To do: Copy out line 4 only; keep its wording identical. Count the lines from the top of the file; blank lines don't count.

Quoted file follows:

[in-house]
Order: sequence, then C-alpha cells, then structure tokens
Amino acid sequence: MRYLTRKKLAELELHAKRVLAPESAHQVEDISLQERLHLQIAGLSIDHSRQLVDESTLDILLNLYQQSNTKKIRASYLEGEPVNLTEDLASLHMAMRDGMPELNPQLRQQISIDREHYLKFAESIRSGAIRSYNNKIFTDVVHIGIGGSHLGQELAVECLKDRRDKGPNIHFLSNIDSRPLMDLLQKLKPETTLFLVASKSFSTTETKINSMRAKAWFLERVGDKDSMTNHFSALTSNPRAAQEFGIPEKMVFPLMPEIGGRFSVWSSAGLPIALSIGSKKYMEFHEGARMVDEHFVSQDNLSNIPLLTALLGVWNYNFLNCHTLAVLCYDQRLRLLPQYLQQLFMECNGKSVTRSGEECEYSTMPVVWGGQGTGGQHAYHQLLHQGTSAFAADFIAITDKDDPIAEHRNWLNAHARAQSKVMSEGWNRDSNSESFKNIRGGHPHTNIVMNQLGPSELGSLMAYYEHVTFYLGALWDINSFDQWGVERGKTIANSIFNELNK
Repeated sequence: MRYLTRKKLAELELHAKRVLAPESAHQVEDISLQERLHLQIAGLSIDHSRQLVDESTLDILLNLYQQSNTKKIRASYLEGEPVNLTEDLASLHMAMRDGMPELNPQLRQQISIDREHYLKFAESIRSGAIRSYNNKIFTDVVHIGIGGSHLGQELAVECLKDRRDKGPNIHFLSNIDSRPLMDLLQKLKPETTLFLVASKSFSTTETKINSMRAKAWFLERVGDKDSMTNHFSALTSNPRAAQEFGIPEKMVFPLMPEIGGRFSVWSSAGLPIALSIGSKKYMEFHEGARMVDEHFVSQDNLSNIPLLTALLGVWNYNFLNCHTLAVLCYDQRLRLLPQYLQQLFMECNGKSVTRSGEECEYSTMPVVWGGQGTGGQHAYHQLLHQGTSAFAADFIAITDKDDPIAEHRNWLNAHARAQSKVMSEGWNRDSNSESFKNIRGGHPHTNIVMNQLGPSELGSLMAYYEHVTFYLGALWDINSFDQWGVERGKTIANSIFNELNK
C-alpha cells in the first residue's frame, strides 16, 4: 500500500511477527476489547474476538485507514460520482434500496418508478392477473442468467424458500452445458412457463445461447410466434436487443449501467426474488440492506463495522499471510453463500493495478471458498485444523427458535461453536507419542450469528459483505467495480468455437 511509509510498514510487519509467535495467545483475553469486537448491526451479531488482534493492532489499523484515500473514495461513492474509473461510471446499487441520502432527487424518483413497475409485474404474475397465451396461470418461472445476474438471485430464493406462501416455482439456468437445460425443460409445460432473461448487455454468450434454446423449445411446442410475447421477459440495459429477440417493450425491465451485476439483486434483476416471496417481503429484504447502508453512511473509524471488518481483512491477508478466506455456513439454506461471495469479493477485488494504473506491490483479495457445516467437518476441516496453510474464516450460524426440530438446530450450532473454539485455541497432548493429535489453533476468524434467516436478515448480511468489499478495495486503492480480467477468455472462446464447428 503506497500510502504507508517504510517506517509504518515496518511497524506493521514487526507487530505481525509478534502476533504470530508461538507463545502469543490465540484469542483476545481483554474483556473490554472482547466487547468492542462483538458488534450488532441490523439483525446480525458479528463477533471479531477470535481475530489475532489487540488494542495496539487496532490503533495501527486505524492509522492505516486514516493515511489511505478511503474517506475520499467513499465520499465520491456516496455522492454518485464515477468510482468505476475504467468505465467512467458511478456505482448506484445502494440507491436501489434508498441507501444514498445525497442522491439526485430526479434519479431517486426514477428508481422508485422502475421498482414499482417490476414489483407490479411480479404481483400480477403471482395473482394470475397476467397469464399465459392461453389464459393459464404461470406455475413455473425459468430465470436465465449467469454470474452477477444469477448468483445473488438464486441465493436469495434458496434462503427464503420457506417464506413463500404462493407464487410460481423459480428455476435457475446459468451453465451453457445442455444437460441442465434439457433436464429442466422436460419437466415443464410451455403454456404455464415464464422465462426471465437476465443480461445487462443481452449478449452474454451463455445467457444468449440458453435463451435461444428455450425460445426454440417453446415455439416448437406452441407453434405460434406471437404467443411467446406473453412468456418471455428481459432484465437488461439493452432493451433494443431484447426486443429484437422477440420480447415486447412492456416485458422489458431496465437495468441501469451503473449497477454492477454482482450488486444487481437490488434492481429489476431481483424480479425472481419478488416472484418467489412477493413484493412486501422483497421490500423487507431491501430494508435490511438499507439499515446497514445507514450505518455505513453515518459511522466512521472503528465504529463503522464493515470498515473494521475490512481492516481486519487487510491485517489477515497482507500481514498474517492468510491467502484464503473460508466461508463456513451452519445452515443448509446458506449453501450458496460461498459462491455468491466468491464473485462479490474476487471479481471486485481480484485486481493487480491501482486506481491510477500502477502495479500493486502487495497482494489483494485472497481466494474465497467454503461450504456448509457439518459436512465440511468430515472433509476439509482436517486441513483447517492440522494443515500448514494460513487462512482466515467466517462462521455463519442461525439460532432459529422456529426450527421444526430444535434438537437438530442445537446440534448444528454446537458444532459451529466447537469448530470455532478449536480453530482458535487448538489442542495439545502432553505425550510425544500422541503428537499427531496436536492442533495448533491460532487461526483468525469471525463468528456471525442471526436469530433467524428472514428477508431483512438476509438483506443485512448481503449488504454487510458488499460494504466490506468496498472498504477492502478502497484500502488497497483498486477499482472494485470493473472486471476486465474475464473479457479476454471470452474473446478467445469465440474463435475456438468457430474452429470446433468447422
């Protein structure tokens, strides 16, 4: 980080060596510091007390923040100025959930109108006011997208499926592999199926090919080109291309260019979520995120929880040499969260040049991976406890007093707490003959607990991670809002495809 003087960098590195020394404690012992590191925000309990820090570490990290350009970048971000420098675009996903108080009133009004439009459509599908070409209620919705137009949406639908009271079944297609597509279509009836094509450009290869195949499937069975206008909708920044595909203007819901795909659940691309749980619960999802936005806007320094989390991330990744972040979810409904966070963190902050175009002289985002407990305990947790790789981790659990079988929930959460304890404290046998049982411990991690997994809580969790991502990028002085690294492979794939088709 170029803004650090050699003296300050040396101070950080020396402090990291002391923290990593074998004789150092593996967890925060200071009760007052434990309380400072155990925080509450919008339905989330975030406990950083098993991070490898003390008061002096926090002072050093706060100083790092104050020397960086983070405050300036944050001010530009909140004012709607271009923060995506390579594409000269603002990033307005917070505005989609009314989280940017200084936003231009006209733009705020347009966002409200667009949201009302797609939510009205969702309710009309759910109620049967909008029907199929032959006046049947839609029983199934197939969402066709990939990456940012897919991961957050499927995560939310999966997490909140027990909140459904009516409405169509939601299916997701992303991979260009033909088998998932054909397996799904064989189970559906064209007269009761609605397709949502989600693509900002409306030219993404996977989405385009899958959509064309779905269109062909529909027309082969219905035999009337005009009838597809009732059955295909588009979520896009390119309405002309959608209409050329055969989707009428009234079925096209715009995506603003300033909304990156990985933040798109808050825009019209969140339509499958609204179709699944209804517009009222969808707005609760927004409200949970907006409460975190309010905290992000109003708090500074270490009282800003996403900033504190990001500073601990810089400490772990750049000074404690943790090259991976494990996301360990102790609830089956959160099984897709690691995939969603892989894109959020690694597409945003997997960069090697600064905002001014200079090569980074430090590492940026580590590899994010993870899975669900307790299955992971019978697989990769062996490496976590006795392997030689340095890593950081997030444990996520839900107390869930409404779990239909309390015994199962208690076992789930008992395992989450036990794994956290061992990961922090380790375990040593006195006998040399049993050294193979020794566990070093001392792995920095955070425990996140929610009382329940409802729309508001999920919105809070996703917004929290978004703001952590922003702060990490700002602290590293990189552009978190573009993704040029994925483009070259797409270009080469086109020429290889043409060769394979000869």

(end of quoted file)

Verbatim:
Repeated sequence: MRYLTRKKLAELELHAKRVLAPESAHQVEDISLQERLHLQIAGLSIDHSRQLVDESTLDILLNLYQQSNTKKIRASYLEGEPVNLTEDLASLHMAMRDGMPELNPQLRQQISIDREHYLKFAESIRSGAIRSYNNKIFTDVVHIGIGGSHLGQELAVECLKDRRDKGPNIHFLSNIDSRPLMDLLQKLKPETTLFLVASKSFSTTETKINSMRAKAWFLERVGDKDSMTNHFSALTSNPRAAQEFGIPEKMVFPLMPEIGGRFSVWSSAGLPIALSIGSKKYMEFHEGARMVDEHFVSQDNLSNIPLLTALLGVWNYNFLNCHTLAVLCYDQRLRLLPQYLQQLFMECNGKSVTRSGEECEYSTMPVVWGGQGTGGQHAYHQLLHQGTSAFAADFIAITDKDDPIAEHRNWLNAHARAQSKVMSEGWNRDSNSESFKNIRGGHPHTNIVMNQLGPSELGSLMAYYEHVTFYLGALWDINSFDQWGVERGKTIANSIFNELNK